Developing a Math Engine in C++: Implementing Quaternions

Quaternions are used in computer graphics when a 3D character rotation is involved. Quaternions allows a character to rotate about multiple axis simultaneously instead of sequentially, as matrix rotation allows.

Why use Quaternions to rotate a 3D character when matrices can do the same job? There are two reasons why Quaternions are preferred in computer graphics:

1. Matrix rotations suffer from what is known as Gimbal Lock.
2. Quaternions consume less memory and are faster to compute than matrices.

Gimbal lock is the loss of one degree of freedom in a three-dimensional, three-gimbal mechanism that occurs when the axes of two of the three gimbals are driven into a parallel configuration, "locking" the system into rotation in a degenerate two-dimensional space.

At first, I was thinking to simply develop our math engine with vectors and matrices. But decided to add a Quaternion class to our engine as well. Quaternions, although difficult to understand, are simple to use.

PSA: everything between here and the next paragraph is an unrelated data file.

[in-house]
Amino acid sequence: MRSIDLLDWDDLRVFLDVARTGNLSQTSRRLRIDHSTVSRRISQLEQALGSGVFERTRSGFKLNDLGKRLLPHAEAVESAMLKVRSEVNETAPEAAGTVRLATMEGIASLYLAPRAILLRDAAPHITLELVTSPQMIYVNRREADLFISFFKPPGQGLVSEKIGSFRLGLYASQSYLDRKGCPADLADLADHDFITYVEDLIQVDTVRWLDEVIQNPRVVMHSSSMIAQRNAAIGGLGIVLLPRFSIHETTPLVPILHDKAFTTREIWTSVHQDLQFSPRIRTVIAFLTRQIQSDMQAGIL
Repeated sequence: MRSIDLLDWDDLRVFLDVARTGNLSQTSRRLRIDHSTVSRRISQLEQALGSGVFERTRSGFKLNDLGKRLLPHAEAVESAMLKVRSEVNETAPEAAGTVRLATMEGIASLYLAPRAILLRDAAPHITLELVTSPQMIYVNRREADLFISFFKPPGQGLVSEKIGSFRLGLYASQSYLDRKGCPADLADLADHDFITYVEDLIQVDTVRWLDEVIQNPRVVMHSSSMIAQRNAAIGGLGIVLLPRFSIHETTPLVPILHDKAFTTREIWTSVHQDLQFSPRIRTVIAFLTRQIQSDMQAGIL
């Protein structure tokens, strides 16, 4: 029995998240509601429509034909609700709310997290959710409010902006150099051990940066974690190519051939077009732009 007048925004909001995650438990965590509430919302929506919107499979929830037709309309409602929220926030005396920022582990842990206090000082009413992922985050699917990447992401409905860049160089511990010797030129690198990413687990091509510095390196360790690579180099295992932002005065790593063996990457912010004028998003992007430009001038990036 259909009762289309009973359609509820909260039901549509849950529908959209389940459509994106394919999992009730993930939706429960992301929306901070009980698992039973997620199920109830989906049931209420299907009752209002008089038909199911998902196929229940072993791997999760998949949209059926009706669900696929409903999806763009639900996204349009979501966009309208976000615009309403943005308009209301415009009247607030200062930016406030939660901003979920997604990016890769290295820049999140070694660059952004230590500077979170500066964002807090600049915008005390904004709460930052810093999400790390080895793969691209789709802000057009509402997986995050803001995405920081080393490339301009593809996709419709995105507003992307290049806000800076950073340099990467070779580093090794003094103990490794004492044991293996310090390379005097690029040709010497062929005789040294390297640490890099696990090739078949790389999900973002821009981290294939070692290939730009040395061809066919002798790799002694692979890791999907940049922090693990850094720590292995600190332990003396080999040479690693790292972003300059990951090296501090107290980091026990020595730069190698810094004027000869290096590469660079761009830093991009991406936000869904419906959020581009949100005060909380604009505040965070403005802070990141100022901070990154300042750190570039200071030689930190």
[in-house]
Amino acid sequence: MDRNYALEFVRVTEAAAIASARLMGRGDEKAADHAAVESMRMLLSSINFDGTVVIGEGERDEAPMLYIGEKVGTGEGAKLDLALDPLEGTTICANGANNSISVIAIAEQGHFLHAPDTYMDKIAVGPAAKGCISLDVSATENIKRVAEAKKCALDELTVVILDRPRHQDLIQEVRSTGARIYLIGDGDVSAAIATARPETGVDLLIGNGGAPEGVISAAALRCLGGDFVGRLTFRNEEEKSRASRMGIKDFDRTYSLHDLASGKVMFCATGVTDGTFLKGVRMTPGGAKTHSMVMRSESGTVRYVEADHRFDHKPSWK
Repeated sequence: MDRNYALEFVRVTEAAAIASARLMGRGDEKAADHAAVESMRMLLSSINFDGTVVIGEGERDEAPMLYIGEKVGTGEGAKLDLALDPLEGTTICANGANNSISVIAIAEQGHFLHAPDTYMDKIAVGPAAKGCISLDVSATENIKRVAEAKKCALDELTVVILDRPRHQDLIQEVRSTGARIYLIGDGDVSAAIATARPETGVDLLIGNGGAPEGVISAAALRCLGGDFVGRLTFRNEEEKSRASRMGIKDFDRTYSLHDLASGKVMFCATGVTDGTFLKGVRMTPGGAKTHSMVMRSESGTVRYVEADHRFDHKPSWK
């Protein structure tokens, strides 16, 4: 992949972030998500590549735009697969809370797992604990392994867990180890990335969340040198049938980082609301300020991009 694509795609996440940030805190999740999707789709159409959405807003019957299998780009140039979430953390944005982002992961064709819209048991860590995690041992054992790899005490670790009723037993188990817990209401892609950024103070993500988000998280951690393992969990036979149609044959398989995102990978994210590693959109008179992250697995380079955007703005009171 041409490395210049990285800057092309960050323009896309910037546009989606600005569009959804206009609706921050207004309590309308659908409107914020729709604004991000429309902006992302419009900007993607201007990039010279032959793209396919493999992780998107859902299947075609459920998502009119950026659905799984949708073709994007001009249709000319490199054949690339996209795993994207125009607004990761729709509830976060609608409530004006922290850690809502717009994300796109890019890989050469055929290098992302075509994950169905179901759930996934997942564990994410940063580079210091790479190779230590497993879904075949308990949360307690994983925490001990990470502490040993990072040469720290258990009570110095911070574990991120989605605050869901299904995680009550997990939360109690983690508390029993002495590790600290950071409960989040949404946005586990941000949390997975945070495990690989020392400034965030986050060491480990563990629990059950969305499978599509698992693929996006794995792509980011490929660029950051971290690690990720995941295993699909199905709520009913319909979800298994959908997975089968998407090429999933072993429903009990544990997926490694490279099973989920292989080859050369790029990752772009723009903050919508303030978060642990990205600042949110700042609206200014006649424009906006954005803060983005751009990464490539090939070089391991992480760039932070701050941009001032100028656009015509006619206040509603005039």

So, let's implement a Quaternion class in the math engine.

Quaternions

Quaternions are composed of a scalar and a vector. They are represented in various different ways such as:

where S is a scalar number and V is a vector representing an axis.

Let's implement a Quaternion class. Download the math engine and create a new C++ class file. Call it R4DQuaternion. Since we are creating a C++ class in an iOS environment, change the .hpp and .cpp file to .h and .mm, respectively.

In the header file, declare the constructors and data members of the quaternion.

namespace R4DEngine {

class R4DQuaternion{

public:
//scalar
float s;

//vector
R4DVector3n v;

//Constructor
R4DQuaternion();

//Constructor
R4DQuaternion(float uS,R4DVector3n& uV);

//Destructor
~R4DQuaternion();

//Copy Constructor
R4DQuaternion(const R4DQuaternion & value);

//Copy Constructor
R4DQuaternion& operator=(const R4DQuaternion& value);
};
}

In the .mm file implement the following construction methods:

R4DQuaternion::R4DQuaternion(float uS,R4DVector3n& uV):s(uS),v(uV){}

R4DQuaternion::R4DQuaternion(const R4DQuaternion & value){

s=value.s;
v=value.v;

};

R4DQuaternion& R4DQuaternion::operator=(const R4DQuaternion& value){

s=value.s;
v=value.v;

return *this;
};

To create an instance of a quaternion in the engine we do the following:

//Create an axis vector
R4DEngine::R4DVector3n axis(1,0,0);

//create a quaternion
R4DEngine::R4DQuaternion q(90,axis);